Identification of human cytochrome P450 isoforms involved in the 3-hydroxylation of quinine by human live microsomes and nine recombinant human cytochromes P450.J Pharmacol Exp Ther 1996; 279(3):1327-34JP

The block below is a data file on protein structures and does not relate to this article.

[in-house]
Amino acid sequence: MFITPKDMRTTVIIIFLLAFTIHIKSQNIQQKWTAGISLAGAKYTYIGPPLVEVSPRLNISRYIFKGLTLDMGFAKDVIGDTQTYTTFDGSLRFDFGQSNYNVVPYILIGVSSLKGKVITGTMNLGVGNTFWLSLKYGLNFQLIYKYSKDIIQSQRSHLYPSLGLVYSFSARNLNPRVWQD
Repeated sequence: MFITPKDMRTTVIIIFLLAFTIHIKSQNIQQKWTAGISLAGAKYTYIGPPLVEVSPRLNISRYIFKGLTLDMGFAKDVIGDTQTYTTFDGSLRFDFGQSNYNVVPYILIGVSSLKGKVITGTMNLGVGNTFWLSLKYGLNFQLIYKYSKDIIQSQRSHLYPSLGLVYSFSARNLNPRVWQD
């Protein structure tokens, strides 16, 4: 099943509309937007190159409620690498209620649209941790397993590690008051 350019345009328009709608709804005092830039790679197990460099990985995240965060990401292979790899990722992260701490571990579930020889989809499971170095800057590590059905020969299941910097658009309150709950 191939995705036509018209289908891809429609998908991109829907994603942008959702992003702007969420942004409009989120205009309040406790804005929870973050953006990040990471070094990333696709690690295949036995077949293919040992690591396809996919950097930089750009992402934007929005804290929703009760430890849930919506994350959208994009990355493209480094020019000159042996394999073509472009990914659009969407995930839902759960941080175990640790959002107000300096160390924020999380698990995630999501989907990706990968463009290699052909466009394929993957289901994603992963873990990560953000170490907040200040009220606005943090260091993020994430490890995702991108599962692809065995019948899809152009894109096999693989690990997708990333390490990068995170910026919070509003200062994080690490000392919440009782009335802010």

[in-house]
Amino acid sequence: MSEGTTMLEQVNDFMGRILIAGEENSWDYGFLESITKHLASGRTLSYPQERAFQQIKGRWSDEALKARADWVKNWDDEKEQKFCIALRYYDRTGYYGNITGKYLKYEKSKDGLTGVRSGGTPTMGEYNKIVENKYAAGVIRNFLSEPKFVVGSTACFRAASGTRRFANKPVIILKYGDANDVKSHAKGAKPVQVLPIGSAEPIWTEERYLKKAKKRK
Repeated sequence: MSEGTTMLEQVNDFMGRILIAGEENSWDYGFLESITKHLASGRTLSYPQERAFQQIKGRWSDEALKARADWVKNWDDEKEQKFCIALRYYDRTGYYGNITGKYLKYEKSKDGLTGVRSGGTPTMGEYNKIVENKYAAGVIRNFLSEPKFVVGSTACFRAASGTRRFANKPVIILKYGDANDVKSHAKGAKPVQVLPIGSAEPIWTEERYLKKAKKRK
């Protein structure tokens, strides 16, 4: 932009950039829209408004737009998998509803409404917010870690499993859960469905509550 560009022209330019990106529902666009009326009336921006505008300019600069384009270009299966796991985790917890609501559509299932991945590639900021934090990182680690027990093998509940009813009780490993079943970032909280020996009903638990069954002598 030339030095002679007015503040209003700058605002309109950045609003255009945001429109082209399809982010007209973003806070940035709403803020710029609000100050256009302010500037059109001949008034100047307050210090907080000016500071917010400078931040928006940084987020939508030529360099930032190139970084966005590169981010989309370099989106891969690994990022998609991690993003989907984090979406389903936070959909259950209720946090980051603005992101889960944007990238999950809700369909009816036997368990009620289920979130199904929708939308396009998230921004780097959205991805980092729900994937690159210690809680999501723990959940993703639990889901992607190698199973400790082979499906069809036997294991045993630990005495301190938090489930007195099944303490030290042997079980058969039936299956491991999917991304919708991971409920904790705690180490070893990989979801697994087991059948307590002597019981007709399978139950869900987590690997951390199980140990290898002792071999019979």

Studies using human liver microsomes and nine recombinant human cytochrome P450 (CYP) isoforms (CYP1A1, 1A2, 2A6, 2B6, 2C9, 2C19, 2D6, 2E1 and 3A4) were performed to identify the CYP isoform(s) involved in the major metabolic pathway (3-hydroxylation) of quinine in humans. Eadie-Hofstee plots for the formation of 3-hydroxyquinine exhibited apparently monophasic behavior for all of the 10 different microsomal samples studies. There was interindividual variability in the kinetic parameters, as follows: 1.8-, 3.2- and 3.5-fold for K(m) Vmax and Vmax/K(m), respectively. The mean +/- S.D. values for K(m), Vmax and Vmax/K(m) were 106.1 +/- 19.3 microM, 1.33 +/- 0.48 nmol/mg protein/min and 12.8 +/- 5.1 microliters/mg protein/min, respectively. With 10 different human liver microsomes, the relationships between the 3-hydroxylation of quinine and the metabolic activities for substrates of the respective CYP isoforms were evaluated. The 3-hydroxylation of quinine showed an excellent correlation (r = 0.986, P < .001) with 6 beta-hydroxylation of testosterone, a marker substrate for CYP3A4. A significant correlation (r = 0.768, P < .01) between the quinine 3-hydroxylase and S-mephenytoin 4'-hydroxylase activities was also observed. However, no significant correlation existed between the 3-hydroxylation of quinine and the oxidative activities for substrates for CYP1A2 (phenacetin), 2C9 (diclofenac), 2D6 (desipramine) and 2E1 (chlorzoxazone). Ketoconazole and troleandomycin (inhibitors of CYP3A4) inhibited the 3-hydroxylation of quinine by human liver microsomes with respective mean IC50 values of 0.026 microM and 28.9 microM. Anti-CYP3A antibodies strongly inhibited quinine 3-hydroxylation, whereas weak inhibition was observed in the presence of S-mephenytoin or anti-CYP2C antibodies. Among the nine recombinant human CYP isoforms, CYP3A4 exhibited the highest catalytic activity with respect to the 3-hydroxylation of quinine, compared with the minor activity of CYP2C19 and little discernible or no effect of other CYP isoforms. Collectively, these data suggest that the 3-hydroxylation of quinine is mediated mainly by CYP3A4 and to a minor extent by CYP2C19. Other CYP isoforms used herein appear to be of negligible importance in this major pathway of quinine in humans.